How to use the Office 2007 Ribbon Control

The lead designer for the ribbon has this video from mix 08.

I really cannot recommend highly enough just how much you should watch this. Especially if you are using a ribbon control in your application. Jensen takes you on a tour of the prototyping the Office team did, consequently you know when to use the ribbon and in what context it is correct to do so. I have come across a lot of developers who have just used the ribbon ‘willy-nilly’ because it was the ‘new kid on the block’, and resulted in creating a really bad application, from a usability point of view. The ribbon solves one key user interface problem, and understanding what this problem is will result in you creating a better application.

There are lessons to be learned here that mean that even if you are not using the ribbon, just the thought process itself is sufficently edifying. It is fascinating just how bad the Office 2003 user interface is, and the scalability that the ribbon creates for your application. One is left beyond doubt just why Office 2007 is far better than the previous version, with an unimpeachable presentation from Jensen.

The WPF Designer for Windows Forms Developers

As one absorbs the new WPF platform, seasoned Windows Forms developers can find it a little frustrating locating identical functionality in WPF. Typical questions may be, how do I create a menu, or how do I use my custom user control?

Thankfully, MSDN has The WPF Designer for Windows Forms Developers which is a collation of equivalent functionality.

Very useful indeed!

Thoughts on the Composite Application Block

The problem the Acropolis team had, was wanting to create a general purpose UI framework. The plan was to make it easy for developers to just implement the business logic, when designing applications for the line of business market. This was the driving force for Acropolis. What they soon found out, was that you need designers and very skilled ones at that, to create the compelling interfaces, something their budget did not allow for.

This whole area is ambiguous, because you can implement the Model View Controller framework in Windows Presentation Foundation (excellent example here), and using Windows Communication Foundation/Windows Workflow Foundation or ‘Workflow Services’ as they are collectively known, you pretty much get the design pattern alluded to beneath;

You just have the MVC client instead of the integrated/composite view.

You can manage the scalability of your smart/web client either on the client, or at the service level. If you use databinding in windows forms, you can databind the same logic to Windows Presentation Foundation. It’s still the same datasets/table adapters and so forth. It becomes immediately apparent that it is folly to use Language Integrated Query on the smart/web client because you cannot easily swop or use windows forms/WPF/Web clients, because your data access logic is inadvertently tightly coupled with the UI. Until Linq is developed to easily allow for usage in service based scenarios, and you do not have to jump through technical hurdles and cross layer obstacles to get it to work, steer well clear of it.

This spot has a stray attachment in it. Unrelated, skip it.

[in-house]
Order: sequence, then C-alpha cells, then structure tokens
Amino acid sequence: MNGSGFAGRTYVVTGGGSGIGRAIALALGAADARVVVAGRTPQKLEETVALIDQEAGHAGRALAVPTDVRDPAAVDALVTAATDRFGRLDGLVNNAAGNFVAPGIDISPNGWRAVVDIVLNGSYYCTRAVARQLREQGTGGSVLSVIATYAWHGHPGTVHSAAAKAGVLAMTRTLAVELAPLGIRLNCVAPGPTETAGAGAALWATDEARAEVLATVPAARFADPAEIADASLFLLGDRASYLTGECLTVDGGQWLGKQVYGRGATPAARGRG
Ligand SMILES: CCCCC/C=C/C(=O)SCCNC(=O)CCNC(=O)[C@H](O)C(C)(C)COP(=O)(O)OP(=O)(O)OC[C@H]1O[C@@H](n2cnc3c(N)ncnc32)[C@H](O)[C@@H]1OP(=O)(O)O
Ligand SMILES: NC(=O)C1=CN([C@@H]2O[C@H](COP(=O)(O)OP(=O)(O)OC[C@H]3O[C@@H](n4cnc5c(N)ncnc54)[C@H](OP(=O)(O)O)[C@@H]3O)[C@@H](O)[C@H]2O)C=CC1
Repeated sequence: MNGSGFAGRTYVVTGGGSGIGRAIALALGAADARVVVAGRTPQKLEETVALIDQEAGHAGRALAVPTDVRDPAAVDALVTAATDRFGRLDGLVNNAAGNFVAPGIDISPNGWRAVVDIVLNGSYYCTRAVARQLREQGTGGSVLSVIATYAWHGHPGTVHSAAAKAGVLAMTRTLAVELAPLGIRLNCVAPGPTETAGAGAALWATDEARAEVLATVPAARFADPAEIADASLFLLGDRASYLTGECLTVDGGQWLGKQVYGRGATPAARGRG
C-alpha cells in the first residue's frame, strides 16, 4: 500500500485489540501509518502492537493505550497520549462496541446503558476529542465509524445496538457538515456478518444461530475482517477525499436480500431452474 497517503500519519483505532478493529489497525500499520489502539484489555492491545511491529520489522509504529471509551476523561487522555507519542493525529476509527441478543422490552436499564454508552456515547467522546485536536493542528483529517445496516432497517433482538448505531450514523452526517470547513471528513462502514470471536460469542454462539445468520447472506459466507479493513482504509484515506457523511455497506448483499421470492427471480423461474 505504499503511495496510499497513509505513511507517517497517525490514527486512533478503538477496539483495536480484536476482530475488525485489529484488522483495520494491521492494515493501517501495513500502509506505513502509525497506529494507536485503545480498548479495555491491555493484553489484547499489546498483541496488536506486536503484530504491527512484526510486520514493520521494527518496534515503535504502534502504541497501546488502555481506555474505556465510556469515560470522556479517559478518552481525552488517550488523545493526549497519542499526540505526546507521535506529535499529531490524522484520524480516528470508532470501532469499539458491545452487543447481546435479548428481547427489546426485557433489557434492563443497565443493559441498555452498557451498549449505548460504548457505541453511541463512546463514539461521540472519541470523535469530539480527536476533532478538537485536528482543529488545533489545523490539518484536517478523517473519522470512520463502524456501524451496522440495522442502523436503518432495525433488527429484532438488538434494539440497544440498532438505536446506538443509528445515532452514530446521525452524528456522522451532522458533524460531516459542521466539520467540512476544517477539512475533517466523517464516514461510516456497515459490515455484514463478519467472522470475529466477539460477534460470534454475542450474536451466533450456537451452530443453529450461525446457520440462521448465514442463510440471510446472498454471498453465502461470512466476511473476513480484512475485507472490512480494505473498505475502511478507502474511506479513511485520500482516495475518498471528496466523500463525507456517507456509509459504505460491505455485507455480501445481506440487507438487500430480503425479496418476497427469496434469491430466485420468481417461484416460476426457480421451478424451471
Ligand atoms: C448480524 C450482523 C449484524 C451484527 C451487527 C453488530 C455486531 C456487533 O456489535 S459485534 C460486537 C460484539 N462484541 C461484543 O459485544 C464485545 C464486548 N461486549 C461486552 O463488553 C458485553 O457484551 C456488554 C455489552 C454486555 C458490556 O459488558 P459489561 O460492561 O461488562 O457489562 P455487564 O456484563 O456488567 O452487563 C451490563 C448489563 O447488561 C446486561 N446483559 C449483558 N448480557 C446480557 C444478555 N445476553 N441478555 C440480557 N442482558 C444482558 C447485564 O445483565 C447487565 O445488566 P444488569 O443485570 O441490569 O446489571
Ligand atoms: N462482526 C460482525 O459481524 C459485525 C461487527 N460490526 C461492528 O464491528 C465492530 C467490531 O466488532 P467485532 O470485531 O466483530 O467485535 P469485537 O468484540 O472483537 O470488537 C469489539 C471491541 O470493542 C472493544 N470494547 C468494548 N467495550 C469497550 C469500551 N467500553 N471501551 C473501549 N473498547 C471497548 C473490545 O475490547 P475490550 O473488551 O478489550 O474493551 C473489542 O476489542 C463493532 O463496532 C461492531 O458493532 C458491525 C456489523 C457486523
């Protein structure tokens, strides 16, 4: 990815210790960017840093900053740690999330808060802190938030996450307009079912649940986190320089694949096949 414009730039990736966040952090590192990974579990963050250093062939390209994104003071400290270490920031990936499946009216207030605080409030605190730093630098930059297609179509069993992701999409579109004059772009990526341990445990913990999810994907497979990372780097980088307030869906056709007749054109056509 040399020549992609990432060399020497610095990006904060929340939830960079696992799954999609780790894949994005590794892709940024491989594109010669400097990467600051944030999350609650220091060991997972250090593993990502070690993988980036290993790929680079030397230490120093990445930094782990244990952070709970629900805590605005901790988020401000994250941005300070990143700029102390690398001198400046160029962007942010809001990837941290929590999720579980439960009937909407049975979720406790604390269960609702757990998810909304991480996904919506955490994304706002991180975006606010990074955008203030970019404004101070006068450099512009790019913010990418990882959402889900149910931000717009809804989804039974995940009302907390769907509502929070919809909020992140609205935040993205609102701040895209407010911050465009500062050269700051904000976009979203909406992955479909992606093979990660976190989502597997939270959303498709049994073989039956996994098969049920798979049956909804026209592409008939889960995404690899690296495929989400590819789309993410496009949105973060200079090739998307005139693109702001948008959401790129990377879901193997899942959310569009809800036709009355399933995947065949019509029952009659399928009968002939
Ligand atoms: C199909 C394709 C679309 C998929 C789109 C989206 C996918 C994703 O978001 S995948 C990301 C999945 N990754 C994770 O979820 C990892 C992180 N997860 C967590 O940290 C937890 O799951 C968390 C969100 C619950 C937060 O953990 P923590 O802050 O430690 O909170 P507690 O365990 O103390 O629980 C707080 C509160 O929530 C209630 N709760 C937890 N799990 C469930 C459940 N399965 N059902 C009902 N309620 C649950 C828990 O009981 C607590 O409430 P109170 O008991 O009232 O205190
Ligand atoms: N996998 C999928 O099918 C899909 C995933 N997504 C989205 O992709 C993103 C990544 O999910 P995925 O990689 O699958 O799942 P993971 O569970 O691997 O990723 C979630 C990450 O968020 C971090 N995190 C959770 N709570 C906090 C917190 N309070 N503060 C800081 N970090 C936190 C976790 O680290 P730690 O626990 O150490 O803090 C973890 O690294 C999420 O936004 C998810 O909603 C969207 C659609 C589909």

If however your business logic resides in the service/workflow, or n-tier datasets/stored procedures, you can service all three with very minimal effort. I have an application that is smart client (windows forms) based, but the WCF service can easily ‘service’ a web or WPF client (once WPF stops running like a dog with three legs).

One can then concentrate solely on the creation of an attractive user interface.

A digression is that, SQL server 2008 now has intellisense and a host of features that pretty much allow for the composition of SQL queries as you would in a rich IDE like Visual Studio using SQL Server Management Studio. With the present rage in functional programming (concurrent programming) and SQL being a ‘functional language’, I actually enjoy creating my data access on the server, for all the ease Linq gives. SQL is a purer functional language than C#, and I prefer it. With concurrency being focused on, just the fact that SQL is functional, means that if your data access logic resides on a many core server, the concurrent data crunching occurs on the server, rather than in parallel Linq queries (ad-hoc ‘for’ loops) on the client. This results in an extremely well performing application. WPF/Silverlight can then consume the limited resources of the client machine

Windows Presentation Foundation gathering momentum

As a run-of-the-mill business application developer, one usually pays for presentation layer software from DevExpress/Infragistics and so forth.
Money usually goes to attaining the latest and greatest Office mimicking UI, and your developers ‘thrash out’ the necessary business logic. Rudi Grobler has just posted a simply excellent example of creating an Office 2007 Navigation Pane in WPF, using just the standard WPF tab control. Usually one  would have to spend $200-$400 (without the source code) from – to choose two random presentation vendors –
The real beauty here is that one can skin the complete application using the same resource dictionary, which is super-duper-powerful! This allows for a uniform ‘look and feel’ across the application, normally an absolute pain to implement with windows forms.
When you also take into account that Scott Gu recently announced that a major update to WPF is imminent (summer 2008), and that WPF will have a new Ribbon Control and DataGridView out-of-the-box, a personal proclivity is developing toward WPF.

This summers update will address key problems I have highlighted in the past with WPF, primarily poor performance with list type data, and an unavailability of third party controls. If you also ‘factor in’ .NET cold and warm start up times being significantly improved, the WPF ‘stack’ is certainly gathering momentum.